Today Google released two standalone apps for Google Docs and Google Sheets. They are available for iOS and Android, and perhaps most exciting of all, another new app for Slides is on its way. So, how are they different to the iOS Drive app? Let’s find out.

google docs for ios

In terms of features, the big difference is the ability to create and edit documents offline. This is obviously nice to have, but it does not work with the “old” Google Spreadsheets, only with the “new” Google Spreadsheets or spreadsheets you create inside the app.

Additionally, seeing as they are separate apps, you only see your Docs in the Docs app and Sheets in the Sheets app. Teachers of younger students in a GAFE school may appreciate the separate app for just that reason.

It’s also a little easier to share a doc, because just like the desktop version you can now do that from inside the document or spreadsheet by pressing the “i” in the top right hand corner. You can also use Speak Selection on selected text to read that text aloud,  which is great as as an assistive technology tool.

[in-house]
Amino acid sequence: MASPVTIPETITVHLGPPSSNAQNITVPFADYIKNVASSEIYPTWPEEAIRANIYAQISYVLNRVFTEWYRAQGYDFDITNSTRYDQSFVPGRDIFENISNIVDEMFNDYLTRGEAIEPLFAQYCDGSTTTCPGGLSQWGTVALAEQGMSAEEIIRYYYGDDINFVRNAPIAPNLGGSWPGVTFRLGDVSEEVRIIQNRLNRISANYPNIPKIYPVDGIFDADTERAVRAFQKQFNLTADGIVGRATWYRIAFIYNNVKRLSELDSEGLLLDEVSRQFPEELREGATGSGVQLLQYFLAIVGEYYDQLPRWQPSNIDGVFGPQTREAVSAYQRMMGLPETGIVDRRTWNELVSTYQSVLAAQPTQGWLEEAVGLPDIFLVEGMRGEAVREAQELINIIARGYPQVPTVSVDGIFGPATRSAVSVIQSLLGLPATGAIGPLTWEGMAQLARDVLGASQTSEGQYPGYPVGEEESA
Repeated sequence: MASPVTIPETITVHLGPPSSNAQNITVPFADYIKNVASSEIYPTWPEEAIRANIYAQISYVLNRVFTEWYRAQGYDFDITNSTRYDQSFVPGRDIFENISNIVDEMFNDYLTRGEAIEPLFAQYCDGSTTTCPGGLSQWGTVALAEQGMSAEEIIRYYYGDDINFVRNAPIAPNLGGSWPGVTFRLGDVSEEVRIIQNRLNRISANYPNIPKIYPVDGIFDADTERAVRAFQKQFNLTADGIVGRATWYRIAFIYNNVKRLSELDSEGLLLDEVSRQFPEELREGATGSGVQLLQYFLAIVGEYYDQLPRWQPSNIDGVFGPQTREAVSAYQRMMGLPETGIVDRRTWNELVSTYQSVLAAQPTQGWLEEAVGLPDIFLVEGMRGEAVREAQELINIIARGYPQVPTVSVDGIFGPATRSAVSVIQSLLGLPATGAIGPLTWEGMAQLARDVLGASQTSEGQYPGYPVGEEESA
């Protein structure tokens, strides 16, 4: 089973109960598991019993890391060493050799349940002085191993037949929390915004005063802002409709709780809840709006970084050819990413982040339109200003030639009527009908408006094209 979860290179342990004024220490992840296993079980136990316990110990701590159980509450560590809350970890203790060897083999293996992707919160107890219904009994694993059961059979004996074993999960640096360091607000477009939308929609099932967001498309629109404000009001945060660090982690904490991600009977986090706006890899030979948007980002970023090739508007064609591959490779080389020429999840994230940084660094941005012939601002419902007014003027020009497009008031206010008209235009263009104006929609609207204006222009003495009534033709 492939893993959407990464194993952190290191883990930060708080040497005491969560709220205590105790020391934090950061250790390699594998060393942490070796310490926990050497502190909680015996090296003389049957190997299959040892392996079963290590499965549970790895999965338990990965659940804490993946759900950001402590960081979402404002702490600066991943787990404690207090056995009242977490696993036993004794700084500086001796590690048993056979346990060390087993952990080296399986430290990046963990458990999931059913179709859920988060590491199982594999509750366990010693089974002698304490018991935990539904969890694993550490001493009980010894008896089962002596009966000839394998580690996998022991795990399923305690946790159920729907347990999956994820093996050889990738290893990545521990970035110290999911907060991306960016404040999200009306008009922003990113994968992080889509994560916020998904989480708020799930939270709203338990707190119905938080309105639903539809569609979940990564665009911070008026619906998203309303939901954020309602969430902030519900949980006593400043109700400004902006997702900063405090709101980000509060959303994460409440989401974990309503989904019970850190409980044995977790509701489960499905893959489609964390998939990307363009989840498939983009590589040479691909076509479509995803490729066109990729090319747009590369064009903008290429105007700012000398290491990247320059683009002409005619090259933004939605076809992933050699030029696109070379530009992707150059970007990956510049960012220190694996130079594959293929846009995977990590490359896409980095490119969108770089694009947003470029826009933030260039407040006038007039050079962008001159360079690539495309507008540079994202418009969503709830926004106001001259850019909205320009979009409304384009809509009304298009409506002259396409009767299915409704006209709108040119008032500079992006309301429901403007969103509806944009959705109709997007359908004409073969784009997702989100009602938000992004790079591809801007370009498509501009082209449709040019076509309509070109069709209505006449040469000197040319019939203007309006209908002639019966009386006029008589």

You can now set a passcode lock for each user of the app. This could potentially be handy if your iPads are shared devices, but you will not always be prompted to enter a code or choose an account each time you open the app unless you choose the “always lock” feature, so turn that on to switch between users every time you open the app.

Lastly, and perhaps most significantly, the Docs and Spreadsheet apps are now the only way to create and edit Docs and Spreadsheets. Google has removed that functionality from the iOS Drive app, and turned it into a file manager like Dropbox, Box or OneDrive. If you hit the “+” sign and try to create a new document, you will be prompted to download the new Documents app if you don’t already have it.

google sheets for ios

Missing features? The most obvious gap seems to be the continued lack of support for tables in Documents. Hopefully that will come in a future update. I’d also like to see a Forms app that is optimized for the iPad, so hopefully that will be on the roadmap in the not too distant future. Other thoughts? Feel free to leave your own ideas below. Maybe Google is watching! 🙂

More information here.